Oculoskeletal dysplasia (OSD) is an inherited disease characterised by skeletal and ocular defects. Skeletal defects include disproportionate shortlimbed dwarfism (short appendages with a normal trunk/body) and skeletal dysplasia (retarded or deformative bone growth. Ocular defects consist of combinations of corneal opacities, enlarged globes, cataract formation, vitreous, optic nerve and retinal abnormalities. The skeletal and ocular abnormalities are visible from a very young age (< 3 months). The ocular defects progress in severity, resulting in loss of vision and eventually blindness.
The single nucleotide substitution in the gene called COL9A3 that causes oculoskeletal dysplasia (OSD1) in Northern Inuits is recessive. This means that dogs that carry two copies of the mutation (homozygotes) will almost certainly develop OSD1 during their lives. Dogs that carry a single copy of the mutation (also known as carriers or heterozygotes) will not develop OSD1 as a result of the COL9A3 mutation, but they will pass the mutation onto about half of any offspring they have. Breeding dogs that will not develop OSD1 should be the breeder’s priority, with a reduction in mutation frequency within the whole breed being the secondary, longer-term target.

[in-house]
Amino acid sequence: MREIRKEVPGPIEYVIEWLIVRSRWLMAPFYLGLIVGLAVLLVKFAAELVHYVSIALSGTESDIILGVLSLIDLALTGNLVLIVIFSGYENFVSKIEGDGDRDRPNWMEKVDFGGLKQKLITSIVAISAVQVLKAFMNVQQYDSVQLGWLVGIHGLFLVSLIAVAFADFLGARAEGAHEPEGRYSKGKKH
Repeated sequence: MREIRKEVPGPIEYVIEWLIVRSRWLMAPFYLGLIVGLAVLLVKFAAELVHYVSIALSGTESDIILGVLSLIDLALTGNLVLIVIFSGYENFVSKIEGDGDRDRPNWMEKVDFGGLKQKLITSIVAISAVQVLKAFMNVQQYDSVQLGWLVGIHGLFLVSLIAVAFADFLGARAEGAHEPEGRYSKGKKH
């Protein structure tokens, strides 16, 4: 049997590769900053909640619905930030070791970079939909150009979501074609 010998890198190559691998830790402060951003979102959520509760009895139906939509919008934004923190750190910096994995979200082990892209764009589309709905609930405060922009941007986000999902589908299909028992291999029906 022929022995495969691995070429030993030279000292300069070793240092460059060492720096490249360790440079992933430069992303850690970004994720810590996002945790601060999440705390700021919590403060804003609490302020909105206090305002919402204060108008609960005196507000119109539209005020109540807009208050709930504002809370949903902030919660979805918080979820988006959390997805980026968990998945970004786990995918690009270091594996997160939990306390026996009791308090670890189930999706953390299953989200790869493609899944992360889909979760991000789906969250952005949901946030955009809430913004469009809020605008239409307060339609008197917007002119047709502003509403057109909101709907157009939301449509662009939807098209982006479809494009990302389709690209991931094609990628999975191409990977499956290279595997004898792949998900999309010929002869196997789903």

Carriers can be bred from safely, provided they are mated to a dog that has also been tested and is clear of the COL9A3 mutation (i.e. carry no copies of the mutation). If a carrier is mated to a clear dog approximately half of the resulting puppies will also be carriers, so should be tested themselves prior to breeding. Breeding carriers to tested, clear dogs is safe, in terms of avoiding dogs affected with OSD1, and will help to maintain the genetic diversity of a breed. It is therefore encouraged, particularly in the first few generations following the availability of a new genetic test, so that other desirable characteristics and traits can be preserved before the frequency of the disease mutation within the breed is gradually reduced.